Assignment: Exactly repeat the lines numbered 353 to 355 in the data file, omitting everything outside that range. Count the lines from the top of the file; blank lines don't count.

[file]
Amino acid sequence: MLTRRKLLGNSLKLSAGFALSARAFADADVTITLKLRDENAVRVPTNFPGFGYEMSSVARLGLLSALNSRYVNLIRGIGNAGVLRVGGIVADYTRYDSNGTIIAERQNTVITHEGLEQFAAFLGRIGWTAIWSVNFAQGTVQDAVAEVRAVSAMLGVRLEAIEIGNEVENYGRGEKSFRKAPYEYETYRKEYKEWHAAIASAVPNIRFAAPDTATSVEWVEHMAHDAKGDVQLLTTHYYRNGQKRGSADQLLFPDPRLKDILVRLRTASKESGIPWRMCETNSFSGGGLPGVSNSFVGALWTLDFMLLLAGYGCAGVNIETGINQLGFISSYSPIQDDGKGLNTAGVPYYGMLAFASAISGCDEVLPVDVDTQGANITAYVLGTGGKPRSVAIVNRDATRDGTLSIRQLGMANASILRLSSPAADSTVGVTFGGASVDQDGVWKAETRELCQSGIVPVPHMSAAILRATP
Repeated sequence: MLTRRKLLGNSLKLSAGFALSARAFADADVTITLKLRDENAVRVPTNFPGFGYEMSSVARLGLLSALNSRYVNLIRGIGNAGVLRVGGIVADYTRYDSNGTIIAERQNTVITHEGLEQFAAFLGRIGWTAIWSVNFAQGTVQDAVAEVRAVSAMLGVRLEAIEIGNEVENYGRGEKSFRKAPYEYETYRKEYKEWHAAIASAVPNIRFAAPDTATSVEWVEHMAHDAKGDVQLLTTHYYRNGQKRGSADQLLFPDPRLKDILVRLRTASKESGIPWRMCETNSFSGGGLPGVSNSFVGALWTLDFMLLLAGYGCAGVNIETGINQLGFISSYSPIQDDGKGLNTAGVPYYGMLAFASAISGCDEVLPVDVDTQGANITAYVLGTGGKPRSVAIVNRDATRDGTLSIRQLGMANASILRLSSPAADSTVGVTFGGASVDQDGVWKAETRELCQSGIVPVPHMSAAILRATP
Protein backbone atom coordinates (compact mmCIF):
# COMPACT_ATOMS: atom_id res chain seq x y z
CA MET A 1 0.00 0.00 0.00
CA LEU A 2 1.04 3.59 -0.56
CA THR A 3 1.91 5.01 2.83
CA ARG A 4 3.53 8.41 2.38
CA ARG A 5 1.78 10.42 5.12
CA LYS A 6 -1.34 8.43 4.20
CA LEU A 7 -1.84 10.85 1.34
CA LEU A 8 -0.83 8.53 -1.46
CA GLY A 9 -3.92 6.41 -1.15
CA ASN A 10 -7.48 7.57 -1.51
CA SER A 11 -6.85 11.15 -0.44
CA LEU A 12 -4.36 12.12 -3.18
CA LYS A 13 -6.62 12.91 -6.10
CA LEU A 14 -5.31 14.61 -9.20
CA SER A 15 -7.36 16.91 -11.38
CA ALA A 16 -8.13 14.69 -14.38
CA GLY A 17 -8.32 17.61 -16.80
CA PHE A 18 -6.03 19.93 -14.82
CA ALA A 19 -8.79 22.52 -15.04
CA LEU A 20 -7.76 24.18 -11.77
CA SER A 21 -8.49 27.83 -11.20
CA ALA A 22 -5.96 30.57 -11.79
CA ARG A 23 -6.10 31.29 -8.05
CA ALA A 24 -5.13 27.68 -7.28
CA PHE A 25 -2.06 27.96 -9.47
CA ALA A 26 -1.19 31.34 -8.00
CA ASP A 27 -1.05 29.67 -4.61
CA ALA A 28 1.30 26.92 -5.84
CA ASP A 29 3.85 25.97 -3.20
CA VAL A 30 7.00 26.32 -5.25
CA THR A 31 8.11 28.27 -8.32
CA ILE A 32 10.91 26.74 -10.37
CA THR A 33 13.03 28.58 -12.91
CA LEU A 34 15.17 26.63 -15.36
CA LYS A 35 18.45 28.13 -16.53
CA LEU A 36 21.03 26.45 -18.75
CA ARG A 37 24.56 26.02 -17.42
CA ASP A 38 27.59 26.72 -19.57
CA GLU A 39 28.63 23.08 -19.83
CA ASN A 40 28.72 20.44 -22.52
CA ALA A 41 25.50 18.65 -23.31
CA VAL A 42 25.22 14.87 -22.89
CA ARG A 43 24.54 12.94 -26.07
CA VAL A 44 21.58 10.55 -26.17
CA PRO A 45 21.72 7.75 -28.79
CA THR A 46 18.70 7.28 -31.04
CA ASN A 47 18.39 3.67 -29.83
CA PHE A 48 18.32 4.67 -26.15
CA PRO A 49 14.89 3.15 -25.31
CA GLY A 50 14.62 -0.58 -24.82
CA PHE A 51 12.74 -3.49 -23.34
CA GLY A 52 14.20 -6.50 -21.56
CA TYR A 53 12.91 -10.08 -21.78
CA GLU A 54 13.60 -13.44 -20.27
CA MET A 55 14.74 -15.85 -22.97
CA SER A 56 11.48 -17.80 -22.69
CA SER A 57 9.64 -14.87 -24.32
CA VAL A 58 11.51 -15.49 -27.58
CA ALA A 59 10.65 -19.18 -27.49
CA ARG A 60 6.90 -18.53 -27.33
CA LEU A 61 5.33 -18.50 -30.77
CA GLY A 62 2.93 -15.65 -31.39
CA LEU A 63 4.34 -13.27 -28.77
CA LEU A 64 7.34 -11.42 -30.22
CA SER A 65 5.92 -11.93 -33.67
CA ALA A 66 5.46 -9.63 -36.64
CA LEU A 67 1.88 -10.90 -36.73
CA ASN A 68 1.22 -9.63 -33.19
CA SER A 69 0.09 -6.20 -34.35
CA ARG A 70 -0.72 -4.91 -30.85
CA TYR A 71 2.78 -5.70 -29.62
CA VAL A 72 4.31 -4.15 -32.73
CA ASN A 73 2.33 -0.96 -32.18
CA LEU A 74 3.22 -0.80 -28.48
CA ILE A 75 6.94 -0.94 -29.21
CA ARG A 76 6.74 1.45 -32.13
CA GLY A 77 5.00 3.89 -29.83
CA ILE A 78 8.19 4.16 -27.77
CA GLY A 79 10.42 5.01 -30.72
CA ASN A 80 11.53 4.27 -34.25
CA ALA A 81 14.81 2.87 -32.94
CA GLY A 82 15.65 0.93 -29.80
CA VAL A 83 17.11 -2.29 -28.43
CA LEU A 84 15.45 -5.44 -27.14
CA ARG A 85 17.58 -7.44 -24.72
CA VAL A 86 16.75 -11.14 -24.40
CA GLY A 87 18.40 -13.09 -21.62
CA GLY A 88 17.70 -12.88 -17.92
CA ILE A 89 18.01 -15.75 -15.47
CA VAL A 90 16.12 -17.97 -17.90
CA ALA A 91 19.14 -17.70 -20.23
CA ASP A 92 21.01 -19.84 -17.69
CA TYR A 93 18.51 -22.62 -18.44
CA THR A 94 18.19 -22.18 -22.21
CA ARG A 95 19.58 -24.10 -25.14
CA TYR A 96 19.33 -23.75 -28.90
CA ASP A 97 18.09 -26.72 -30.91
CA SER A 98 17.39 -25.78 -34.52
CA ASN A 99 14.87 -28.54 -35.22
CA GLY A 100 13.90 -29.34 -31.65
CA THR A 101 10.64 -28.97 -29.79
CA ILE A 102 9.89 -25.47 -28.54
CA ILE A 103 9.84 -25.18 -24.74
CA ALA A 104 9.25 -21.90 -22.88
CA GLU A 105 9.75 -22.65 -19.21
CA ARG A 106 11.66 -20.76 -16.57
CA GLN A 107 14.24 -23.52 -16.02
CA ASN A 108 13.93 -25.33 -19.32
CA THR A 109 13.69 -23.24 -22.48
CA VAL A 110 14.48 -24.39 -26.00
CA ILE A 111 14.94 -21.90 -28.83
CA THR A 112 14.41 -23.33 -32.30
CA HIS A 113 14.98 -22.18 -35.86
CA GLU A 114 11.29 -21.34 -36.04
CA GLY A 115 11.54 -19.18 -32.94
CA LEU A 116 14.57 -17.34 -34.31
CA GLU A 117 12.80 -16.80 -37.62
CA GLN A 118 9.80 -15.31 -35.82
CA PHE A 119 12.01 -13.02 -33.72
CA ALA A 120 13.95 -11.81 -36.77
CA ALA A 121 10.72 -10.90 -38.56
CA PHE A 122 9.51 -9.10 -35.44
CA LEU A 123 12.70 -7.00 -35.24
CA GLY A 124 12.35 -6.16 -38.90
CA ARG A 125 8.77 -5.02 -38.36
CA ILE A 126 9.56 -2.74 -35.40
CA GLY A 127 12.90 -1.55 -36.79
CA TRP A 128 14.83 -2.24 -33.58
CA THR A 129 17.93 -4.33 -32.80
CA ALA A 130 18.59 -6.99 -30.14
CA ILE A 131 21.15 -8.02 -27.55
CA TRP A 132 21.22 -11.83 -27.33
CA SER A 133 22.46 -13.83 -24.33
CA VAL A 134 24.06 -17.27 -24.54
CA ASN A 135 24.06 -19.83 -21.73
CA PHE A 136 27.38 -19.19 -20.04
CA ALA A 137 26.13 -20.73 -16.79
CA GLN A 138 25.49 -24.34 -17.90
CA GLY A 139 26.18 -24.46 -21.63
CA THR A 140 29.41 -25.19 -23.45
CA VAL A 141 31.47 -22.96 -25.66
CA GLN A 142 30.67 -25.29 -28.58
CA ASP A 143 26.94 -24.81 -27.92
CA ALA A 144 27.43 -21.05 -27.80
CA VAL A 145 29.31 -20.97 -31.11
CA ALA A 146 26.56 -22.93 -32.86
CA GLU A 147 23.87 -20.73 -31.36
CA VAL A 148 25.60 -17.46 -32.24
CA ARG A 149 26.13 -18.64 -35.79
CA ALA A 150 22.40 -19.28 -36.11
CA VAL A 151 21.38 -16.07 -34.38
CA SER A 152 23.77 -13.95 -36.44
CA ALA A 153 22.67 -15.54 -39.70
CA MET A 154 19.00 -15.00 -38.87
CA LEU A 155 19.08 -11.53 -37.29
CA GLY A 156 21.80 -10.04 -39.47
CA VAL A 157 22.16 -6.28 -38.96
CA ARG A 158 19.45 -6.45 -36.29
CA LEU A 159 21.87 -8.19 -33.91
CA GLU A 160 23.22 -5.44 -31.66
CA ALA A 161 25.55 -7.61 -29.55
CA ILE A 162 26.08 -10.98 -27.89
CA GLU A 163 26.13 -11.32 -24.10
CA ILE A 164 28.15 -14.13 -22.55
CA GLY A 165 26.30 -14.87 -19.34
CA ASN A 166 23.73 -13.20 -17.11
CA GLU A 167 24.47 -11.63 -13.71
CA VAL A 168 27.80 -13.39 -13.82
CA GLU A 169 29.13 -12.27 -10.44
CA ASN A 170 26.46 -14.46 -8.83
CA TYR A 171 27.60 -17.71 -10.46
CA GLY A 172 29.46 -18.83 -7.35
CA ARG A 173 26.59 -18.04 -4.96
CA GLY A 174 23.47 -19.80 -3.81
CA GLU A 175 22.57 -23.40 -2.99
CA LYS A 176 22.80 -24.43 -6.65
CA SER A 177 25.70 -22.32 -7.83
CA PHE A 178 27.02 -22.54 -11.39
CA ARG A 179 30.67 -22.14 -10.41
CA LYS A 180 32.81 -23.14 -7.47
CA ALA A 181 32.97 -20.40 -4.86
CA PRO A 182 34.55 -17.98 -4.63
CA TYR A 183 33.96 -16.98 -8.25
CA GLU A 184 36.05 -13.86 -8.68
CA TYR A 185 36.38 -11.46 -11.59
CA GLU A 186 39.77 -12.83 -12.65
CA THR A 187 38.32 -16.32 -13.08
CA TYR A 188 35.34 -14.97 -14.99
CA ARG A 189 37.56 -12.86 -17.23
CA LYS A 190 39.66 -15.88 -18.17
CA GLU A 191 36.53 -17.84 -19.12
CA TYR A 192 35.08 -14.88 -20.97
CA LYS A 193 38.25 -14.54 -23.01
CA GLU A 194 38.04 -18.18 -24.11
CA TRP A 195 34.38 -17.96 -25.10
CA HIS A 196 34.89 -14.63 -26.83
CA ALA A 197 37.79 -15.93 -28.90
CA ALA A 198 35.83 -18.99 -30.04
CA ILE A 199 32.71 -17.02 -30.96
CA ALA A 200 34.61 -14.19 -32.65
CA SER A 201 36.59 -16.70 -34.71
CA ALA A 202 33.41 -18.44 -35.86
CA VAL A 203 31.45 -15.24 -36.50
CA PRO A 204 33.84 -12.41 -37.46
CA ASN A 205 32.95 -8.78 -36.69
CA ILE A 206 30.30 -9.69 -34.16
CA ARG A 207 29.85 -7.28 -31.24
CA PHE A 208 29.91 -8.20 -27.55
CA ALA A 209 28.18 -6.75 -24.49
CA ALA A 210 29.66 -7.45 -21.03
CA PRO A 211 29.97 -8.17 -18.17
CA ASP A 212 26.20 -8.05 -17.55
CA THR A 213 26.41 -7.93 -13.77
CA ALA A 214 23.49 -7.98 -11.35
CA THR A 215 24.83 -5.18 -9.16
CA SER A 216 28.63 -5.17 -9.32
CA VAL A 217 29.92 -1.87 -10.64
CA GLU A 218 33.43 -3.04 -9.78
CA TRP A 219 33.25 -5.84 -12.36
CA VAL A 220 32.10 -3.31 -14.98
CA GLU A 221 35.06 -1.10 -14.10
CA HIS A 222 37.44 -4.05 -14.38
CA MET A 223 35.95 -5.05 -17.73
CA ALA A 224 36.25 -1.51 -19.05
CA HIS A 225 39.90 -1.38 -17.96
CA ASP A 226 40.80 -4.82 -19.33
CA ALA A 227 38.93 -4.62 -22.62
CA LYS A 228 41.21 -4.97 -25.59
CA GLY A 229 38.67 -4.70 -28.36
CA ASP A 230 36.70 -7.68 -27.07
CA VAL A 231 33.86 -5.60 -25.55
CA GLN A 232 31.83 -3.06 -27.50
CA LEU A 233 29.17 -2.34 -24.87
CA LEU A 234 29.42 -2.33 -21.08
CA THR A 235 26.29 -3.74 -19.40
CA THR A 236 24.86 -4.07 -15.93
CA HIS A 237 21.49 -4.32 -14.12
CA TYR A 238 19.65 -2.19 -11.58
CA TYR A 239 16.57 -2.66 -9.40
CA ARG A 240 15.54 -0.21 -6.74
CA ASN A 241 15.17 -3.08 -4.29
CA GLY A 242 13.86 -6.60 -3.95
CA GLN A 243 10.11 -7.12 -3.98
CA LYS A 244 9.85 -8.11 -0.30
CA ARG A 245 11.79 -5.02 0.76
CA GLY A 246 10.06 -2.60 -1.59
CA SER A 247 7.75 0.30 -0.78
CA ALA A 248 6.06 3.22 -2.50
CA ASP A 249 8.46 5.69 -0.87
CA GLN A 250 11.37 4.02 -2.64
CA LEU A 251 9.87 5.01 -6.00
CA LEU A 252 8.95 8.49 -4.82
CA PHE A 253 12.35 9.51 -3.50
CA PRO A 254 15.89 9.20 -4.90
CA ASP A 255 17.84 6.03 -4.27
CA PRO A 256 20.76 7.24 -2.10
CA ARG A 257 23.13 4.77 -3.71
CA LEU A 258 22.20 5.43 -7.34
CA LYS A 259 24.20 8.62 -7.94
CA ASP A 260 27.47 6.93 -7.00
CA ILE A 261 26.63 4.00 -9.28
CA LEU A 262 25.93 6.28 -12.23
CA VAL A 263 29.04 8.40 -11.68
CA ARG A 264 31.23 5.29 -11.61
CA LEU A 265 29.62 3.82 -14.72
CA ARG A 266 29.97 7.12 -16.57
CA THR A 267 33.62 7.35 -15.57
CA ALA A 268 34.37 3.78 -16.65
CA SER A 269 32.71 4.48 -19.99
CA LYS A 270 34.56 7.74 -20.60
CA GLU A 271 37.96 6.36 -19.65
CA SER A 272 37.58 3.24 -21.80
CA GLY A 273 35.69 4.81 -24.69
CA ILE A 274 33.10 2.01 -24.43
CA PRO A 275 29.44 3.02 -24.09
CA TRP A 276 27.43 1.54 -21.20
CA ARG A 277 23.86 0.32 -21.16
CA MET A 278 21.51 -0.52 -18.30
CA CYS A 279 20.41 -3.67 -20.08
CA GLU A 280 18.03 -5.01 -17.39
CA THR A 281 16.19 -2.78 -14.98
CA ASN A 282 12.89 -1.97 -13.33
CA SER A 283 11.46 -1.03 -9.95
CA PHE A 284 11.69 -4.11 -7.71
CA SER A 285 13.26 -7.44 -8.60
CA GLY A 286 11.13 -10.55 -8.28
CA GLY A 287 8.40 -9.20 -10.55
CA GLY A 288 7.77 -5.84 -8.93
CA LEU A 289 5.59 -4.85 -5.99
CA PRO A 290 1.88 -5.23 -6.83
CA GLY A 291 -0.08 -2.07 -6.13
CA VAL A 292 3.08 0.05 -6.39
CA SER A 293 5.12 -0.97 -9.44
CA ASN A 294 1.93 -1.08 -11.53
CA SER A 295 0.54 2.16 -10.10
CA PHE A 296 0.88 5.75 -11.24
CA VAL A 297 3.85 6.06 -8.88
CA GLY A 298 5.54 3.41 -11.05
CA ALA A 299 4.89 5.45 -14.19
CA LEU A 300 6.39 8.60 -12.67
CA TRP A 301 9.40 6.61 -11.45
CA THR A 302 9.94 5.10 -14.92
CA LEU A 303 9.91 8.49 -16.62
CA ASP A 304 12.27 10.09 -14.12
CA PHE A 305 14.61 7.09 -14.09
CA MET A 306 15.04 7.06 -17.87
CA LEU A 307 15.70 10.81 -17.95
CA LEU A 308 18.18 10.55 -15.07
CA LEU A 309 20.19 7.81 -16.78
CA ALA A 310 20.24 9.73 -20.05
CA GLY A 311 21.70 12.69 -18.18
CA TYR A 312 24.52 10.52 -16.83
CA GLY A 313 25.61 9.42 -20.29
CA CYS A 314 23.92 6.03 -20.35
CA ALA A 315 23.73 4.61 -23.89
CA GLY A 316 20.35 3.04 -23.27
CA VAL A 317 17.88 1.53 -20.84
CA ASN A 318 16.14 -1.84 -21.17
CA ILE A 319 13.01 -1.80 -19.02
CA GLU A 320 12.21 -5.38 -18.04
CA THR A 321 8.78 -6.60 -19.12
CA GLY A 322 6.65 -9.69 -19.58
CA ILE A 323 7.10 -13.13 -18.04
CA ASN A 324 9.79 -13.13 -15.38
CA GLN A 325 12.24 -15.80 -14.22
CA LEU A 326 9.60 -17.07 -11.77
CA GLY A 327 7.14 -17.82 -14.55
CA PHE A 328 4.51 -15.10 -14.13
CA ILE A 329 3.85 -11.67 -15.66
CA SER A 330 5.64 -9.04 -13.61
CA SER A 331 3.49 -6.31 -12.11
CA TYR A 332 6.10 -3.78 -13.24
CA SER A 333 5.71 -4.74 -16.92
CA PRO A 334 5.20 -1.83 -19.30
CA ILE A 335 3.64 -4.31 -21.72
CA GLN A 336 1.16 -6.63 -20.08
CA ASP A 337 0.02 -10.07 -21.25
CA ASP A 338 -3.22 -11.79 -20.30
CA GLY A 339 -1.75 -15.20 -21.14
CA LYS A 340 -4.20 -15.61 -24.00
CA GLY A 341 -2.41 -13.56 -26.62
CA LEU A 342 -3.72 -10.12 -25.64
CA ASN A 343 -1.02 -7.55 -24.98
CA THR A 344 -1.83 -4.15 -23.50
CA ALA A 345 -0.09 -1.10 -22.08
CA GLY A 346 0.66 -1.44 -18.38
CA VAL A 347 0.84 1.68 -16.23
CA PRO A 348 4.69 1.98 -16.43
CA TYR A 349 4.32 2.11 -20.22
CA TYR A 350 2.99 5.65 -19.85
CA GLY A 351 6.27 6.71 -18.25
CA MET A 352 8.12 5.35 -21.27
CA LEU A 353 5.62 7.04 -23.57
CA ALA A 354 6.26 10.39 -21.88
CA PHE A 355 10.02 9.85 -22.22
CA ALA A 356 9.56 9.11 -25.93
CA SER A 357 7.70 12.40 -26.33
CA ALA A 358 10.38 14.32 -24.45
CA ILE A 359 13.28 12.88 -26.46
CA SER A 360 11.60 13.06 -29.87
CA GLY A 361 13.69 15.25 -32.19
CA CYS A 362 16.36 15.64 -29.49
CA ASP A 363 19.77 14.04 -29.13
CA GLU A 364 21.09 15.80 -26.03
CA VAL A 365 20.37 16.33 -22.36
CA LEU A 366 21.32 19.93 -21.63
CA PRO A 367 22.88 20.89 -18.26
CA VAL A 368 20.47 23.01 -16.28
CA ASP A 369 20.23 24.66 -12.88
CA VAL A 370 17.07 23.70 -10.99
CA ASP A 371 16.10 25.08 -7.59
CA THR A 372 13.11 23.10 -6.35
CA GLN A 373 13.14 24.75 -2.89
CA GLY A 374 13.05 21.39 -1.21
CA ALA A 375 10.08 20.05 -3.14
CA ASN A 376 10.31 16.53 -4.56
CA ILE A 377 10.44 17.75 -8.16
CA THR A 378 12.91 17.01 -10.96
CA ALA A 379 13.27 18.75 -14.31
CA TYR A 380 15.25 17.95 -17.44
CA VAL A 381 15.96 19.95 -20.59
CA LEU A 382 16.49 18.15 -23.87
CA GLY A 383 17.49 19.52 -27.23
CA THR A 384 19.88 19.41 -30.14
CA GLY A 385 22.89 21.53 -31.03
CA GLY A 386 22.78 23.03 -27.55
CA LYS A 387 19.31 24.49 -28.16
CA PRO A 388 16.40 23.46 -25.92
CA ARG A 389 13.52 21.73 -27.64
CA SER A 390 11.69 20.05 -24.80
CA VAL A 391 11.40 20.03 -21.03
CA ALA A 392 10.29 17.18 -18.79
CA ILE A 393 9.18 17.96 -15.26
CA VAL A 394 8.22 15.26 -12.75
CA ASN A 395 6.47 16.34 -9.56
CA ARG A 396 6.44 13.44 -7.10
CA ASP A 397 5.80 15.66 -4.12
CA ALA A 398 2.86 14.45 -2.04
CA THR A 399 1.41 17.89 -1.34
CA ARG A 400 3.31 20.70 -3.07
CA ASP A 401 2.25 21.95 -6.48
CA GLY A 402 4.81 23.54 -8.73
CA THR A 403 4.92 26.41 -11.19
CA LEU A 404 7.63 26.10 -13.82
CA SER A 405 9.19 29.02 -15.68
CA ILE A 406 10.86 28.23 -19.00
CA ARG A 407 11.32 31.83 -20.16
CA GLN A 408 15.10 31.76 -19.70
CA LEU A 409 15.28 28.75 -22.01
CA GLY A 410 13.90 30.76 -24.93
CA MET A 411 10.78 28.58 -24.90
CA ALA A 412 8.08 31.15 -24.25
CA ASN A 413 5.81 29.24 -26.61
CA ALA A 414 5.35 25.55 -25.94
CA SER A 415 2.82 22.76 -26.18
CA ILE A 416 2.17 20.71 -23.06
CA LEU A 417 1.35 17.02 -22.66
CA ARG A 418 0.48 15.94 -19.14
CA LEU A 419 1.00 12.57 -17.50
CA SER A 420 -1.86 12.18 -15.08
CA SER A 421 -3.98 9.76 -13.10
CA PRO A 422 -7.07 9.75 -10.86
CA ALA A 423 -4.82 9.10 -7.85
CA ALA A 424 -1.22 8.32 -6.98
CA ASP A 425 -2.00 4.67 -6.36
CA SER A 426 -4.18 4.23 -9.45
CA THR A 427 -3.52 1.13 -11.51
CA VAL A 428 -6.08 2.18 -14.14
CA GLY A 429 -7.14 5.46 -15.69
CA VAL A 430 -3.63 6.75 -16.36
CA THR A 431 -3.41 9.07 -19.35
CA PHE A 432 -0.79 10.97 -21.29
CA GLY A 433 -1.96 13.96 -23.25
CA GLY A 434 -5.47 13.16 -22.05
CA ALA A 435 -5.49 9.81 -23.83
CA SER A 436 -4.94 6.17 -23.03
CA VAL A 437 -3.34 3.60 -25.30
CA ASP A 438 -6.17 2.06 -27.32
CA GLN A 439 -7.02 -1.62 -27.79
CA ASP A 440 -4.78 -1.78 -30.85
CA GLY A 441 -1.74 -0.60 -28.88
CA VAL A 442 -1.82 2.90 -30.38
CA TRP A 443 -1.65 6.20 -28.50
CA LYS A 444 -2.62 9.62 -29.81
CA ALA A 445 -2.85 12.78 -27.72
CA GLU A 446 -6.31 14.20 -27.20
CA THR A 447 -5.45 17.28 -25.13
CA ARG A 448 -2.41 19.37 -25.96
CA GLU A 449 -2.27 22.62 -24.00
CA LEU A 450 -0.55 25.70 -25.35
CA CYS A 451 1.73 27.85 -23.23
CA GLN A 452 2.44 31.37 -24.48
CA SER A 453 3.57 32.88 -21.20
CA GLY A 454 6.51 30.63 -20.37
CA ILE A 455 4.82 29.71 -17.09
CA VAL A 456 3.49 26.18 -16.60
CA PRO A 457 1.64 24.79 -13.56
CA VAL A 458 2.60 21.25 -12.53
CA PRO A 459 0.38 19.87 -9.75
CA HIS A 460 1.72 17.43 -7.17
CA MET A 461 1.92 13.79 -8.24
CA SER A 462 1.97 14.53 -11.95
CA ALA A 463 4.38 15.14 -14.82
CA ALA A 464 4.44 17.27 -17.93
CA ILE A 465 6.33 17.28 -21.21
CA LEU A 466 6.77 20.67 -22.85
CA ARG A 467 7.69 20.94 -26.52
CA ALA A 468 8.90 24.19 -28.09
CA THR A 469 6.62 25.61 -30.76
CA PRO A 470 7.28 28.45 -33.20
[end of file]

CA TYR A 349 4.32 2.11 -20.22
CA TYR A 350 2.99 5.65 -19.85
CA GLY A 351 6.27 6.71 -18.25